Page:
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    In early times the Egyptians seem to have been the leading nation in trade, carrying on business with distant cities in Syria and elsewhere (Gen. 37:25; 41:57). Until the time of Solomon, the Israelites had little trade with foreign nations, such trade being discouraged by the Mosaic law (Deut. 17:16–17). Under Solomon, commerce grew rapidly (1 Kgs. 10:22, 28–29; 2 Chr. 1:16–17; 8:18; 9:13–14, 21). The Phoenicians were at this time the chief trading race, their ports being Tyre, Sidon, and Gebal, whence ships sailed to the most distant parts of the known world. Israelite foreign trade afterwards declined, and Jehoshaphat tried to revive it (1 Kgs. 22:48–49). It would be much interrupted by frequent wars, but the language of the prophets makes it clear that a good deal of wealth had found its way into the country, and Jerusalem, with its port Joppa, is spoken of as a road to Tyre, the great Phoenician trading port.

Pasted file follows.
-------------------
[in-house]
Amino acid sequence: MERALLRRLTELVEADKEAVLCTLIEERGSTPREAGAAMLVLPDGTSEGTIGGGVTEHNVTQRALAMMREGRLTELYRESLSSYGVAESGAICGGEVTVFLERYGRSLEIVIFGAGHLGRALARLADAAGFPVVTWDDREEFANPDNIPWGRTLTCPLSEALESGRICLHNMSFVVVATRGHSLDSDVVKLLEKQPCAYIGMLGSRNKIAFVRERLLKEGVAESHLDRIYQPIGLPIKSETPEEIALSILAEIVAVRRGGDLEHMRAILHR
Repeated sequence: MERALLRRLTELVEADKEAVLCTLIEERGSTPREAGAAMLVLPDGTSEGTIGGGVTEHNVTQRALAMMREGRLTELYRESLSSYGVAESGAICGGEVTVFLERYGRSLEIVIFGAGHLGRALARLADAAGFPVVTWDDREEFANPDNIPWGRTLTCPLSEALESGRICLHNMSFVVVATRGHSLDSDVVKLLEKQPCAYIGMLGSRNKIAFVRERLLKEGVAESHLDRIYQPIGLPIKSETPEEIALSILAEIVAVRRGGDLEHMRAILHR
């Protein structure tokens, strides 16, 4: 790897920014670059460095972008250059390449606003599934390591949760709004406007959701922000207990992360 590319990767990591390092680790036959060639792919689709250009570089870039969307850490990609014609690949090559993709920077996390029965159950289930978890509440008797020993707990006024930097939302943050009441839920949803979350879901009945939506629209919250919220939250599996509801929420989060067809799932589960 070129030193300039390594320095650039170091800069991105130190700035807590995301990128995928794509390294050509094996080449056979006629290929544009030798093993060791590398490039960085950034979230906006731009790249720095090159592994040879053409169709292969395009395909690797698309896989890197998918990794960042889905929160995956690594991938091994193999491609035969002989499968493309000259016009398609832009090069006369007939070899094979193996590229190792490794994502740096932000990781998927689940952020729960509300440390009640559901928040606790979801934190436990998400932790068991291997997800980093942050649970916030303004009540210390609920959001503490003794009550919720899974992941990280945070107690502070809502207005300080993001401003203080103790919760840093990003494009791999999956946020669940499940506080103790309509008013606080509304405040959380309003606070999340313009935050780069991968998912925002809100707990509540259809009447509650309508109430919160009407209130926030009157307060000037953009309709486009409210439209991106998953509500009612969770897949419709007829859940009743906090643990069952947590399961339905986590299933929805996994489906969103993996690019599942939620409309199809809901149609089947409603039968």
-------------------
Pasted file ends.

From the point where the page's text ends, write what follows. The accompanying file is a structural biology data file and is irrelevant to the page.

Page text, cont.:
The Law laid stress on fair dealing (Lev. 19:35–36; Deut. 25:13–16; Ezek. 27) and on the punishment that would follow the misuse of prosperity (Rev. 18:12–23).